TWO days ago, a colleague walked into my office for a chat, and as with all chats, the subject moved to Covid-19 and some of the measures the government was taking, including allowing withdrawal from Account 1 of the Employees Provident Fund (EPF), previously reserved only for retirement.
It transpired that this person was planning to take the maximum possible from Account 1, under the government’s recent move to allow withdrawals to fight the economic downturn caused by Covid-19. I had described this as the RM60 billion scam at EPF last November. We had a short discussion, and I was convinced this article needed to be written.
For most people, however, especially if EPF is to provide a safe nest egg for them in the future, when they are no longer able to earn an income or they need to supplement their income with savings and returns from savings, EPF offers an incredibly safe haven. There is simply nothing else available like it in Malaysia.
The government guarantees your principal sum in EPF and a return of at least 2.5% a year. Since 1963 – a period of 56 years, longer than most of you have lived – it averaged a rate of return of more than 6% a year. Now, you find me if you can, an investment that is next to riskless and gives you that kind of return.
Yes, the noises are there – but be careful who you listen to. There are some people who want you to withdraw EPF money and invest with them for a fat fee and commission, which you lose upfront. The least harmful of these are unit trusts, but there are others who are a lot, lot worse.
But remember, there are no guaranteed returns and your principal is not safe – you can lose your shirt, and people do, even if you invest in unit trusts – a stock market crash can wipe nearly all of it off. Ask your older friends.
The whispers going around is if the government goes bankrupt, you won’t get your EPF money. But if the government does indeed go bankrupt – look, this isn’t even a possibility now – you would lose your money if you kept it in a bank because most probably, the bank would have gone bankrupt earlier. In Malaysia, there is nothing safer than a government guarantee when it comes to money. Yes, that’s true.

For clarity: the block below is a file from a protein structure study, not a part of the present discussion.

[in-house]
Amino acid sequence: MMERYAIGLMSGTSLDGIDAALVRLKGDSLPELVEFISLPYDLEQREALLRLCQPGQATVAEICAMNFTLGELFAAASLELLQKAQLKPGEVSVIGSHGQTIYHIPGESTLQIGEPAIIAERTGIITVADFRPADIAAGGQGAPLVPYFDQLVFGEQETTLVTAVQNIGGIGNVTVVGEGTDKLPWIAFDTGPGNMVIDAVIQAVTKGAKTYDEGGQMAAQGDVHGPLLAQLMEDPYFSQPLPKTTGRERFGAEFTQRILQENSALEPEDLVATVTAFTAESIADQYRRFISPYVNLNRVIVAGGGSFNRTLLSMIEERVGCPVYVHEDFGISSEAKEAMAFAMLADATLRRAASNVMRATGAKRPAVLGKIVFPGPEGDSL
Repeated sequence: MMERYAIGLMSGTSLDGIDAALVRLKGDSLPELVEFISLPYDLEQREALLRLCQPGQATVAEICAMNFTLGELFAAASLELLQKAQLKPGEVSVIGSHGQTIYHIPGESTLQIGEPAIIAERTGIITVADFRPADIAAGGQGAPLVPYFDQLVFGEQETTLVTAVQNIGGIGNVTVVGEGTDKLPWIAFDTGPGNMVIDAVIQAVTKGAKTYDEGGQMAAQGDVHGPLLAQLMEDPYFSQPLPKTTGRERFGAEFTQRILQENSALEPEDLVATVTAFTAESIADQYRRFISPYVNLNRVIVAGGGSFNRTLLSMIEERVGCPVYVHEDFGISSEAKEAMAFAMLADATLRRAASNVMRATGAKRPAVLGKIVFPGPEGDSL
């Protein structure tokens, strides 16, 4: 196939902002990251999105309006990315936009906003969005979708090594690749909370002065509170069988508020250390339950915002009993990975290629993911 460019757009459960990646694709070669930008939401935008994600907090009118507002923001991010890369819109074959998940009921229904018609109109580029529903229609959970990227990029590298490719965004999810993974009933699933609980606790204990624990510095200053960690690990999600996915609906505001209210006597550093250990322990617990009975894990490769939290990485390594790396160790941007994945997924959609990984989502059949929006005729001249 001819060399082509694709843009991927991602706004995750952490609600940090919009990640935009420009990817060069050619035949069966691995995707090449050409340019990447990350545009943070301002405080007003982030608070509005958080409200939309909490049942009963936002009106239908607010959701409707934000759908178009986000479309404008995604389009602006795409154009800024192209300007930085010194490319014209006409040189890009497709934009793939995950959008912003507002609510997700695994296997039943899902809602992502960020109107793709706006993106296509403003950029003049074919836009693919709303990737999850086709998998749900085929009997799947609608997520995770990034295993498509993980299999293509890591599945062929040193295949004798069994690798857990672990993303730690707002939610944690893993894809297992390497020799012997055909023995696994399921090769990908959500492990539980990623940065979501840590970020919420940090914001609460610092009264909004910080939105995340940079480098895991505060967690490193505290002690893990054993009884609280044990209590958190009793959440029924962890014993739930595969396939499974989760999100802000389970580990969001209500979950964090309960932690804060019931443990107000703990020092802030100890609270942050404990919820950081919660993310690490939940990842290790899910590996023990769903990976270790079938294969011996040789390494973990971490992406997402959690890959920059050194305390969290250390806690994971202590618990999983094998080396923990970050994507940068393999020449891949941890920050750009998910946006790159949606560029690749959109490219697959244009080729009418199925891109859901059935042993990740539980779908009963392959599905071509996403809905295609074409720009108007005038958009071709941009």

Don’t get me wrong. If you have read my articles, you know I don’t like this backdoor government, either. I know they are leading us down the garden path to nowhere, and they will cost us some.
But I have faith they won’t last long, and after that, we will see some semblance of normalcy, and perhaps, even a growth trajectory that may mean a better life for all of us and improved conduct. Life continues. It will pay to keep some of your money somewhere safe – the world is not ending anytime soon, although some will try to convince you otherwise.
Beware even more if you are using the government’s hare-brained i-Sinar scheme, forcing it upon EPF and allowing you for the first time to withdraw from Account 1, where 70% of your EPF money is, and was previously strictly for retirement purposes.
For those of you who have RM90,000 and below in Account 1, you have access to any amount up to RM9,000, subject always to a minimum of RM100 left in the account. The amount repaid will be staggered over six months. But, look! If you have, say, only RM9,100 in your Account 1, you can still withdraw RM9,000, almost all – 99% – of your savings, just leaving RM100. Those who have above RM90,000 can withdraw up to 10% of their Account 1 savings with a maximum of RM60,000.
How ridiculous is that – up to RM9,000 in EPF, and you can more or less empty your retirement savings accounts! This move is about the worst the government could have taken to stimulate the economy, because it encourages the ones with the lowest incomes to spend most of their own savings to stimulate the economy. In other countries, they give the poor money to spend in difficult times!
Now, let’s calculate what you forgo when you withdraw that EPF money. Remember, EPF has never paid less than 5% per year since 1963, and the average over the period is more than 6% per year. Assume, for the sake of simplicity, that return of 6% and you are 30; you have enough savings to withdraw RM10,000 and spend all of it – which is what most people do.
In 30 years from now, when you retire, that RM10,000 would have grown, burgeoned and bloomed 5.74 times or to RM57,400 – a vivid demonstration of the glorious power of compounded interest and how you can make it work for you.
You can use handy web calculators to work out other tenures and amounts. If you had RM100,000, it would be worth RM574,000 by then. How very nice!
Now, here’s the bad part to remember to avoid, and remember well: that RM57,400 disappears forever – gone, kaput, whatever term you want to use, because you spent that RM10,000 today.
The average person will never recover this money, will never see RM57,400 in 30 years time. Please, don’t be that average person – keep your money with EPF and collect. Don’t listen to this backdoor government that wants you to spend your hard-earned money.
The only exception is if you want to invest overseas, or if you have something that you think will give you great returns. But you should do that with your current savings over and above EPF, and leave your EPF money to compound and accumulate in safety for your retirement. – The Vibes, January 21, 2021
P. Gunasegaram, a former investment analyst, believes personal finance should be made a compulsory subject in schools. He is editorial adviser of The Vibes and executive director of advocacy group Sekhar Institute